Ballot measure would help police with pursuits

OLYMPIA — Police in Washington state would gain more leeway to pursue suspected criminals under an initiative supporters delivered to the Secretary of State’s Office.

The proposed ballot measure, Initiative 2113, would erase requirements in state law barring an officer from initiating a chase unless police suspect a person has or is committing certain crimes, such as a violent offense or driving while intoxicated.

Initiative supporters, who delivered signatures for the measure on Thursday, say those restrictions have emboldened criminals to flee authorities — in some cases, with deadly consequences.

“Police were only able to watch as the man who would strike my daughter in a stolen truck sped away,” said Amber Goldade, whose daughter Immaculee was killed by a man driving a stolen truck in Pierce County in 2022.

“They could have stopped him long before he got behind the wheel that day if our laws hadn’t handcuffed the police response to his crimes,” she said in a statement. “I’m fighting to stop this happening to more families.”

State Rep. Jim Walsh of Aberdeen, who also chairs the Washington State Republican Party, is the prime sponsor of this initiative and five others circulated this year by Let’s Go Washington.

So far, supporters have turned in three of the measures.

In November, the group submitted signatures for Initiative 2117 to repeal the Climate Commitment Act and on Monday they delivered petitions for Initiative 2081 to codify a “parents’ bill of rights.”

On Thursday, initiative backers handed in petitions that they said bear 410,518 signatures.

In a statement, the founder of Let’s Go Washington said communities are experiencing rising crime while lawmakers tell residents not to believe their eyes.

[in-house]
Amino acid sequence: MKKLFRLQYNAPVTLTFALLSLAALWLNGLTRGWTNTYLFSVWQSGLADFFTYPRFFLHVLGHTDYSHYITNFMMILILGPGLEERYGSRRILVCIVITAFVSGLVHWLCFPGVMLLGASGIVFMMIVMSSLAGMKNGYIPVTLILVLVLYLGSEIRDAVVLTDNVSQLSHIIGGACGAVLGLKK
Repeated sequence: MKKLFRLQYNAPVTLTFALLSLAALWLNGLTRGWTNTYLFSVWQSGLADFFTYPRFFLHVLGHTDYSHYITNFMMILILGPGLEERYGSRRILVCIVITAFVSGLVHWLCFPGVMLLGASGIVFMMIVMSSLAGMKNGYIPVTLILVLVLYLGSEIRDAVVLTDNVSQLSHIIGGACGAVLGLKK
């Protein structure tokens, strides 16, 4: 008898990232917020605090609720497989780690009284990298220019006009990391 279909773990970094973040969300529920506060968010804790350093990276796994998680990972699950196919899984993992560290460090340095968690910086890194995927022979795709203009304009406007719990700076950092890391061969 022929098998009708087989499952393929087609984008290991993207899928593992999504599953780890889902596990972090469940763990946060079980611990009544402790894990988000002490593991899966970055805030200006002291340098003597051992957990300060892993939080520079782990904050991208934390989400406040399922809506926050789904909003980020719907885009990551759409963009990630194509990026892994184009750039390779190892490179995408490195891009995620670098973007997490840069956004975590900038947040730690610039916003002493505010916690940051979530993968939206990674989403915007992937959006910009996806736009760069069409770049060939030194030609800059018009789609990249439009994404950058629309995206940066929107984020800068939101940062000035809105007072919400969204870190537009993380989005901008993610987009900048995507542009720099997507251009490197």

“Local police, mayors and city councils should not be stuck with a one-size-fits-all policy that keeps police from doing their job,” said Brian Heywood, a hedge fund manager who’s shelled out more than $5 million on gathering signatures for the six initiatives.

Curtailing potentially deadly high-speed chases gained momentum in Washington in 2021. Democrats used their majorities in the House and Senate to push through several laws tightening guidelines for law enforcement amid a national debate on policing practices spurred by the murder of George Floyd in Minnesota in 2020.

Changing the rules for pursuits was part of a broader bill dealing with tactics and equipment used by law enforcement officers. This legislation, for example, barred use of chokeholds and “no-knock” warrants, and it restricted deployment of tear gas.

The bill limited vehicular pursuits to when officers had probable cause that a person in a vehicle committed a violent offense, a sex offense, domestic violence-related offenses, driving under the influence of alcohol or trying to escape arrest. As intended, that higher bar led to cops undertaking fewer pursuits.

Civic leaders and law enforcement officials said it also resulted in criminals becoming more brazen, knowing police could not pursue them. They pushed for easing the rules so police could go after more suspected wrongdoers.

Majority Democrats responded near the end of this year’s session by amending the law to replace probable cause with the less-rigorous reasonable suspicion standard. They left the remainder of the law intact.

Initiative 2113 would eliminate the restrictions and allow vehicular pursuits if “there is reasonable suspicion a person has violated the law.”

To be certified, Initiative 2113 petitions must contain the signatures of at least 324,516 registered voters. State election officials recommend initiative sponsors submit at least 405,000 signatures to account for any found to be invalid.

The process of certifying valid signatures will begin after the Dec. 29 deadline for filing initiatives to the Legislature.

Because it is an initiative to the Legislature, if it has the requisite number of signatures, it will first be sent to lawmakers, who can adopt it as written in the 2024 session. They also can reject or refuse to act on it, in which case it will go on the November 2024 ballot.

Lawmakers can approve an alternative measure to be placed on the ballot alongside the initiative if they want, as well.

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Jerry Cornfield writes for the Washington State Standard (https://washingtonstatestandard.com), an independent, nonprofit news organization that produces original reporting on policy and politics.

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